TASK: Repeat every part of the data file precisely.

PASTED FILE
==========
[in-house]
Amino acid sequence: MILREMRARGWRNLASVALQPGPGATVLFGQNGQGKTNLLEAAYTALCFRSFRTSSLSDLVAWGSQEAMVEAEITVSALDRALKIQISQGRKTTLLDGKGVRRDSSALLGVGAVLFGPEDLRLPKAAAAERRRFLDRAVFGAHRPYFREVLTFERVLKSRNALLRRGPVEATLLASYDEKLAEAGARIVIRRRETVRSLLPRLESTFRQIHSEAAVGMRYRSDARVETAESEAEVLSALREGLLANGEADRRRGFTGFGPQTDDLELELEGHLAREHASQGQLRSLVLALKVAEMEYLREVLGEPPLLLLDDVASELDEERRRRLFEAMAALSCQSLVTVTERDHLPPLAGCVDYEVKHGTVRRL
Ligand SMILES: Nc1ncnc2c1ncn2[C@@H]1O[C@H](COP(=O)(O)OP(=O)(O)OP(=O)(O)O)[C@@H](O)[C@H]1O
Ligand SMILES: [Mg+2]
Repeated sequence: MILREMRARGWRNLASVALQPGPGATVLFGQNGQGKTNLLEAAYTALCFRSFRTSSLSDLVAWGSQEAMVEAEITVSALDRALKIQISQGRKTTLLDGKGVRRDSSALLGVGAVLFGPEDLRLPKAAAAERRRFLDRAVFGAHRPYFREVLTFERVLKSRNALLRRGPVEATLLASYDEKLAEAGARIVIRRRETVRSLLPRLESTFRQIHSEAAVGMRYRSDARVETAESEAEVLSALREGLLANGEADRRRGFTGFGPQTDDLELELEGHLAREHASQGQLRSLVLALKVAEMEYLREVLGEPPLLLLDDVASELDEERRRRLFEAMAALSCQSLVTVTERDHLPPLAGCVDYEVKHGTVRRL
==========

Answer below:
[in-house]
Amino acid sequence: MILREMRARGWRNLASVALQPGPGATVLFGQNGQGKTNLLEAAYTALCFRSFRTSSLSDLVAWGSQEAMVEAEITVSALDRALKIQISQGRKTTLLDGKGVRRDSSALLGVGAVLFGPEDLRLPKAAAAERRRFLDRAVFGAHRPYFREVLTFERVLKSRNALLRRGPVEATLLASYDEKLAEAGARIVIRRRETVRSLLPRLESTFRQIHSEAAVGMRYRSDARVETAESEAEVLSALREGLLANGEADRRRGFTGFGPQTDDLELELEGHLAREHASQGQLRSLVLALKVAEMEYLREVLGEPPLLLLDDVASELDEERRRRLFEAMAALSCQSLVTVTERDHLPPLAGCVDYEVKHGTVRRL
Ligand SMILES: Nc1ncnc2c1ncn2[C@@H]1O[C@H](COP(=O)(O)OP(=O)(O)OP(=O)(O)O)[C@@H](O)[C@H]1O
Ligand SMILES: [Mg+2]
Repeated sequence: MILREMRARGWRNLASVALQPGPGATVLFGQNGQGKTNLLEAAYTALCFRSFRTSSLSDLVAWGSQEAMVEAEITVSALDRALKIQISQGRKTTLLDGKGVRRDSSALLGVGAVLFGPEDLRLPKAAAAERRRFLDRAVFGAHRPYFREVLTFERVLKSRNALLRRGPVEATLLASYDEKLAEAGARIVIRRRETVRSLLPRLESTFRQIHSEAAVGMRYRSDARVETAESEAEVLSALREGLLANGEADRRRGFTGFGPQTDDLELELEGHLAREHASQGQLRSLVLALKVAEMEYLREVLGEPPLLLLDDVASELDEERRRRLFEAMAALSCQSLVTVTERDHLPPLAGCVDYEVKHGTVRRL